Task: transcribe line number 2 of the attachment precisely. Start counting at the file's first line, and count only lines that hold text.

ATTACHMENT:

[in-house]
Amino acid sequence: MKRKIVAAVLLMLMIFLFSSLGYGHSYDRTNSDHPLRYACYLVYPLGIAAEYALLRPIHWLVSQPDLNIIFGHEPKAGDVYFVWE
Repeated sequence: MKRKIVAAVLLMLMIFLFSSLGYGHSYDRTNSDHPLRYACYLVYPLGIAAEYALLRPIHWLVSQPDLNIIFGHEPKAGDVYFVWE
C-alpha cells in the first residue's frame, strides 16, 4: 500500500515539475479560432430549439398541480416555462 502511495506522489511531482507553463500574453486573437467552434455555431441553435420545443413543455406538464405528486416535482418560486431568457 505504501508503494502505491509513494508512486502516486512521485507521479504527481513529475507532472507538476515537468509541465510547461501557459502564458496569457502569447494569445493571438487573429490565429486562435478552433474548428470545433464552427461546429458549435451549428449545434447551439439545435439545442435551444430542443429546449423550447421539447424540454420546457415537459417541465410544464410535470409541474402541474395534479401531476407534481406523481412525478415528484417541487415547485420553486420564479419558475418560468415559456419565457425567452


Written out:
Amino acid sequence: MKRKIVAAVLLMLMIFLFSSLGYGHSYDRTNSDHPLRYACYLVYPLGIAAEYALLRPIHWLVSQPDLNIIFGHEPKAGDVYFVWE